Shifting the freight load

THE continuing expansion of the State’s freight sector and its increasingly negative impact on transport infrastructure has prompted the Government to consider changes to the movement of goods around the State.

Any change to the freight network involves a number of different nodes – rail, road and sea – and all need to be considered with regard to their relationship to the city’s major freight hubs.

At the second Freight Network Congress, held earlier this year, the Planning and Infrastructure Minister Alannah MacTiernan announced a number of recommendations, in-cluding an increase in the percentage of freight carried by rail from its current level of 3 per cent to 30 per cent.

In addition to this the Government is constructing a rail loop at the Fre-mantle Port and it has undertaken to complete Roe Highway stage seven between South Street and Fremantle.

Department for Planning and Infrastructure manager urban trans-port systems policy, Steve Beyer, said there were two major issues driving the review of freight on the road in Perth.

“One is the significant increase in road freight coupled with a number of policy changes that has allowed bigger vehicles in Perth,” he said.

“And, as a consequence of allowing bigger and bigger trucks on the road network, the trucks are providing competition for loads that traditionally travelled on rail.”

Another reason for the review was the significant unresolved road network issues in and around the major freight hubs.

Ms MacTiernan had a dossier of ‘hot spots’ on the road network where communities had expressed concerns about safety, noise and pollution.

“What we tried to do was involve community, government and in-dustry representatives right from the beginning,” Mr Beyer said.

The first freight congress in October 2001 triggered a number of special studies into the freight industry. There were six major studies that looked at a range of issues, from sustainability in the freight industry to stimulating more freight activity via rail, and the growth potential of the Fremantle Inner Harbour.

“All these studies came together at the second freight congress in the middle of this year,” Mr Beyer said.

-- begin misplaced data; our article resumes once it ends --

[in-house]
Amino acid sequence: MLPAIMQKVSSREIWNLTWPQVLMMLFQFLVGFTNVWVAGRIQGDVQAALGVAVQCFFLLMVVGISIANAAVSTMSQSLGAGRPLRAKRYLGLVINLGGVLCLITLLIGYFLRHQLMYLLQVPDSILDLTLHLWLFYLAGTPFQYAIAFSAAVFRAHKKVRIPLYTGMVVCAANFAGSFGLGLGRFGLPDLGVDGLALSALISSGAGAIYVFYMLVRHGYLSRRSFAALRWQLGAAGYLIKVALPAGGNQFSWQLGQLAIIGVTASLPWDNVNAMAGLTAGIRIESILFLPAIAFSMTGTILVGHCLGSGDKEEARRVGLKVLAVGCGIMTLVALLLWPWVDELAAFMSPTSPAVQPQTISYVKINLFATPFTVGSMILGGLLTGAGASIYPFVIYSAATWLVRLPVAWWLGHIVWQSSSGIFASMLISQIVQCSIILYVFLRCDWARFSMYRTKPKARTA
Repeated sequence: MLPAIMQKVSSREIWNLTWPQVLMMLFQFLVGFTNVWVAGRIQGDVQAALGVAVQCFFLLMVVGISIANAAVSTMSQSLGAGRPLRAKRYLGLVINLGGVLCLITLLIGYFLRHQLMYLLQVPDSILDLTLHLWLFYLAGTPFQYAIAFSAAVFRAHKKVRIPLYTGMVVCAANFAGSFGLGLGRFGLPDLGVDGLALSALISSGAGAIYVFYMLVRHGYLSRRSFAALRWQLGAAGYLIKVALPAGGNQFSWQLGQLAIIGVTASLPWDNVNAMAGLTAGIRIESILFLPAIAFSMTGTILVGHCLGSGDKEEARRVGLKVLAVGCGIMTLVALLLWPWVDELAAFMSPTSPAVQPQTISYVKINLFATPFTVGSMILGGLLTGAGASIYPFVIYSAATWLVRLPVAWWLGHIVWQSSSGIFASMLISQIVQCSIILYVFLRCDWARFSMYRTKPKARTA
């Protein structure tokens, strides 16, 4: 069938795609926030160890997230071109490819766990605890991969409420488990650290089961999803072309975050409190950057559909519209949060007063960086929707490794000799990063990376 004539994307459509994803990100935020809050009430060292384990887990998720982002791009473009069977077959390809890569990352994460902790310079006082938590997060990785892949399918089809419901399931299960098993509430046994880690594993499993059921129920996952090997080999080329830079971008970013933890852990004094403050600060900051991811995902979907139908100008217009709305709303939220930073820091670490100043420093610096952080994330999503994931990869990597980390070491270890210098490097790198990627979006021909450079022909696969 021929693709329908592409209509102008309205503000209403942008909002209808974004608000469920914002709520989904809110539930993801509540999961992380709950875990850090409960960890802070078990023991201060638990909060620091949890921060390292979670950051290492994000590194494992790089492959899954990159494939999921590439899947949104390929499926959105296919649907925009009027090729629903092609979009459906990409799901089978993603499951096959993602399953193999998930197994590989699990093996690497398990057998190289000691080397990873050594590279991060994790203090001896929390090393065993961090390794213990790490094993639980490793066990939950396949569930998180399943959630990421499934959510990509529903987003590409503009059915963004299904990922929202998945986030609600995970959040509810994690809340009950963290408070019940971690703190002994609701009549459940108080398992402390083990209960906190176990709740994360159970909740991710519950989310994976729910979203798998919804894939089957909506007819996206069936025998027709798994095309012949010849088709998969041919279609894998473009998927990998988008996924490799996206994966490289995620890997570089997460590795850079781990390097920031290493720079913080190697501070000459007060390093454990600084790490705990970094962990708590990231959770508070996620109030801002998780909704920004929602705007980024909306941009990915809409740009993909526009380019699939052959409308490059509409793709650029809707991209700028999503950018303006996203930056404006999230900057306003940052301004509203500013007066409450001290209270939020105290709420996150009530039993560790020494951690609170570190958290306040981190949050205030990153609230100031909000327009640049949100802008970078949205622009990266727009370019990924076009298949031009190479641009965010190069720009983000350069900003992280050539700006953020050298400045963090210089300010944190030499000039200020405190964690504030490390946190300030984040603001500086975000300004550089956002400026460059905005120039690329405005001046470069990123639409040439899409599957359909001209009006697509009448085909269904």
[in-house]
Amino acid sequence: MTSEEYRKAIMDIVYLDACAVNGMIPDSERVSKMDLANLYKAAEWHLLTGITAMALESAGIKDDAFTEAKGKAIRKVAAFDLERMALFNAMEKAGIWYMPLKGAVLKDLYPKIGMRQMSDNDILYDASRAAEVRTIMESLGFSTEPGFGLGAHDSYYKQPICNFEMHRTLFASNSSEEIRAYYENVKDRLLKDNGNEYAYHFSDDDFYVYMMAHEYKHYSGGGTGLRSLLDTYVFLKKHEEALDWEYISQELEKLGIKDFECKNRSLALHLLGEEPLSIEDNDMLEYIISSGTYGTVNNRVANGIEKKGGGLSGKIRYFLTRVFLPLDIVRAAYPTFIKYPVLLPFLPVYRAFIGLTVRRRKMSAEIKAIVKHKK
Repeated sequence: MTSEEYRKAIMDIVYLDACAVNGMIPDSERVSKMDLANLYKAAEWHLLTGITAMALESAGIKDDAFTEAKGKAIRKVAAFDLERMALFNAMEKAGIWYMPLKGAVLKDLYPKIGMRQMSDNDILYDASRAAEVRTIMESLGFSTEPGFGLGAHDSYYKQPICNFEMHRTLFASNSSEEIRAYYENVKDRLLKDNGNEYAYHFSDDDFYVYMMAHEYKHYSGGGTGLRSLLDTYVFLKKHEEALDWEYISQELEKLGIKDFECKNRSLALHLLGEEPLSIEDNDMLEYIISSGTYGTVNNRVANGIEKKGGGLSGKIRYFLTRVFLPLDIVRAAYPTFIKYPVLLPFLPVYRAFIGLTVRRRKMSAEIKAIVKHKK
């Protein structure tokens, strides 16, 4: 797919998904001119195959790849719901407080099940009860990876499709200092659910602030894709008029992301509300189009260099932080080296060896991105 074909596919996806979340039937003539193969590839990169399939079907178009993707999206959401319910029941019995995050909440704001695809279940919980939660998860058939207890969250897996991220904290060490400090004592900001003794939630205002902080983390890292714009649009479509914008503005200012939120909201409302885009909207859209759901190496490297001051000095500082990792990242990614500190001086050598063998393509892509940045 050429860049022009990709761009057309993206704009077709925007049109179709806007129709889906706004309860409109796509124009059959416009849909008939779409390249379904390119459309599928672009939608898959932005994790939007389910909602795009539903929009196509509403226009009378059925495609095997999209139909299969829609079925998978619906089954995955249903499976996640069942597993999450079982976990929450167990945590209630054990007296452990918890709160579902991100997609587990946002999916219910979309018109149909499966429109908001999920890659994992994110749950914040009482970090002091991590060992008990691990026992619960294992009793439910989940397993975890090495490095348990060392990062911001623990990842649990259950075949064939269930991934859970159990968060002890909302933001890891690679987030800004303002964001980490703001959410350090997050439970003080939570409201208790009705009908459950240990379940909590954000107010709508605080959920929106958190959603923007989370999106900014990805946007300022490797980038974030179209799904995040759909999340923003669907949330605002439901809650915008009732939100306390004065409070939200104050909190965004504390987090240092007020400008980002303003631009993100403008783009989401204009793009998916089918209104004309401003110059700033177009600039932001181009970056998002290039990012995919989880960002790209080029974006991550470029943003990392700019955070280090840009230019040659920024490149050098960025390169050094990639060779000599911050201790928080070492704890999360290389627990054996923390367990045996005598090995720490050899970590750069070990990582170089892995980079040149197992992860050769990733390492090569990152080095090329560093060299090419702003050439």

“And the congress endorsed the findings of the working groups and it came up with a view of the priority projects.”

The framework developed out of the congresses has delivered what represented a major shift in para-digm from where we were going, Mr Beyer said.

“It has provided a focus for a whole range of decisions,” he said.

“There’s basically been unabated growth in road freight.

“To give these [projects] momen-tum we’ve had to get strategic alliances between traditional road companies, traditional rail com-panies and with stevedore com-panies.

“This is the way the freight industry is moving internationally.

“What we can do is piggy back off this to achieve our strategic out-comes.”

In Sydney, the freight by rail was at about 30 per cent and there were plans to increase this to 40 per cent, Mr Beyer said.

“It started at the low end [of rail freight usage] about five years ago,” he said.

“We’re also building a new Leighton Rail Loop and what this will do is remove the shunting operation and it will allow Leighton to be developed.”

It was hoped the Leighton Loop would enable trucks to load goods almost directly, removing costly double handling at the port.

“At the moment the current access to the port is not very efficient,” Mr Beyer said. “We’re going through plans for a rail loop into Fremantle port that would bend through the industrial part of Fremantle.”

The diverse nature of the road freight industry means the biggest operator represents only a small fraction of the overall market.

“The Toll Group, which is one of the largest companies, represents only about 8 per cent of the market,” Mr Beyer said.

“Toll bought up a whole range of trucking operations and overlaid a logistics umbrella.

“A company such as Toll can much better utilise their fleet this way.

“But there are a huge number of people coming in and out of the industry.

“One of the things we’re trying to reduce [across the industry] is the number of empty trucks travelling to and from the port.”

The road network in and around the freight hubs is where the biggest cracks in the system are apparent, Mr Beyer said.

“In the long term we are looking at upgrades to Stock Road and further improvements to Leach Highway and South Street,” he said.

Given the current pressure on Leach Highway and the proximity of businesses and sensitive infrastructure such as schools, any increase in the volume of traffic on this route will have to be carefully managed.

Mr Beyer admitted the department was unsure how well Leach High-way could support an increased volume of traffic.

“The Government has ruled out developing it into a Freeway,” he said. “In this whole process we’re trying to balance social environ-mental and economic factors.”

“The challenge is to ensure it’s a workable system.

“And the industry recognises the need to move towards a more sustainable network.”

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